Grand River land dispute

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The Grand River land dispute, also known as the Caledonia land dispute, is an ongoing dispute between the Six Nations of the Grand River and the Government of Canada. It is focussed on lands along the length of the Grand River in Ontario known as the Haldimand Tract, that was granted to Indigenous allies of the British Crown in the eighteenth century to make up for territorial losses suffered as a result of the American Revolutionary War and the Treaty of Paris (1783). The Six Nations were granted the land in perpetuity and allege that lands were improperly sold, leased or given away by various Canadian governments, leaving only 5 per cent of the original lands under Six Nations control. The Six Nations also allege that monies from leases and loans on much of the tract, owing to the Six Nations, have not been paid or were redirected into government coffers.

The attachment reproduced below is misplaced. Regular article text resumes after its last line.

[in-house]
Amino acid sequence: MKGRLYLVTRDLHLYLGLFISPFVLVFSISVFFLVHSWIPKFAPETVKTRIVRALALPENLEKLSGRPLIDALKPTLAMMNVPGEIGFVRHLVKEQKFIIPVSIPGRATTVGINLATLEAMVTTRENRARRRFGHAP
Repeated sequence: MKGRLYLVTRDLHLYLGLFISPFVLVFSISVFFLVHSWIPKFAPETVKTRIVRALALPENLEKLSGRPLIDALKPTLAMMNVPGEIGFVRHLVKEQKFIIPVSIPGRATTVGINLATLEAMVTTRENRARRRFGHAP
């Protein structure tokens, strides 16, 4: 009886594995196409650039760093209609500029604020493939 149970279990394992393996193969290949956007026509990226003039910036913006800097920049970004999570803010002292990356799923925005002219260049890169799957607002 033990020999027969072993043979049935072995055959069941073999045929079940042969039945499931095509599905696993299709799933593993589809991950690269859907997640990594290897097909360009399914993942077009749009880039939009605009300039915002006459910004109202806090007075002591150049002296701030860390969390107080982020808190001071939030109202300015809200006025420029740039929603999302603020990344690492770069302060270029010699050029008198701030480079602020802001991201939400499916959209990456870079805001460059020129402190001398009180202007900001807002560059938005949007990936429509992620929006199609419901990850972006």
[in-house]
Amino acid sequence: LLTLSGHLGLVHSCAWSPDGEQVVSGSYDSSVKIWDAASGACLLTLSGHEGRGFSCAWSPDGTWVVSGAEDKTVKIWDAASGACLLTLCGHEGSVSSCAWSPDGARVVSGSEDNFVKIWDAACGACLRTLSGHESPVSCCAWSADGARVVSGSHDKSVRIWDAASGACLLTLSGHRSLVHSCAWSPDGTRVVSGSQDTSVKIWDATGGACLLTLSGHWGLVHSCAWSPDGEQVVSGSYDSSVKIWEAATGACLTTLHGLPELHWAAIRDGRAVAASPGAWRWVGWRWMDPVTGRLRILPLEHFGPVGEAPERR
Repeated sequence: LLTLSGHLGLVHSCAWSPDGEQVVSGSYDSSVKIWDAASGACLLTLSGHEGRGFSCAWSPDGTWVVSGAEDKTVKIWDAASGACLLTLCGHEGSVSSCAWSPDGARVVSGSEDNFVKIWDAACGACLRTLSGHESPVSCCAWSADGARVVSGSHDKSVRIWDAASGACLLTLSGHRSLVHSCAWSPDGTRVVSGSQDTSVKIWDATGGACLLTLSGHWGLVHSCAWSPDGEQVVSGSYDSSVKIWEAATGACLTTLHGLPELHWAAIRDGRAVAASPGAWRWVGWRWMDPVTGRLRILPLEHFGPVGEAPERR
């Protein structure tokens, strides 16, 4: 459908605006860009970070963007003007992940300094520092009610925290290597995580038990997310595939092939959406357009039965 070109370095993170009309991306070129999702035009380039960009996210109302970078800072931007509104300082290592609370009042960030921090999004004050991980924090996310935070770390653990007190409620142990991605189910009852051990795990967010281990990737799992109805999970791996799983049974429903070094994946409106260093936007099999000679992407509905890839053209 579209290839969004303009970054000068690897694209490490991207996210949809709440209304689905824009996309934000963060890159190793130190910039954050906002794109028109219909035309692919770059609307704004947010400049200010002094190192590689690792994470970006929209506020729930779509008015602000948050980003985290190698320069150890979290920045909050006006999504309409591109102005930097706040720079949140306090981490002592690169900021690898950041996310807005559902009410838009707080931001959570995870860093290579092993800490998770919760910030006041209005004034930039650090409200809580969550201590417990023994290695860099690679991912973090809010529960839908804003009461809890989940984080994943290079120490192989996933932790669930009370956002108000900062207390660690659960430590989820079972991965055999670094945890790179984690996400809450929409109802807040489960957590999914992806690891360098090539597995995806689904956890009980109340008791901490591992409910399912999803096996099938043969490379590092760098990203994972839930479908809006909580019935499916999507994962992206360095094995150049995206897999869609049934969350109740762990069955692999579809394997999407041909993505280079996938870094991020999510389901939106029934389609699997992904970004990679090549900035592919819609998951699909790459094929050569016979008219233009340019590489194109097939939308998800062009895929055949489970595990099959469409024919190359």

The dispute has been the subject of many formal negotiations under the land claims process since the 1970s and several instances of direct action in the form of protests, blockades, and occupations. Formal negotiations have broken down, and the dispute is before the courts. The Government of Canada policy to extinguish aboriginal title as a condition of settlement is considered unacceptable by the Six Nations. The Six Nations are seeking monies owing on loans and leases for the leased lands and ongoing payments for those leased lands and the return of lands improperly transferred.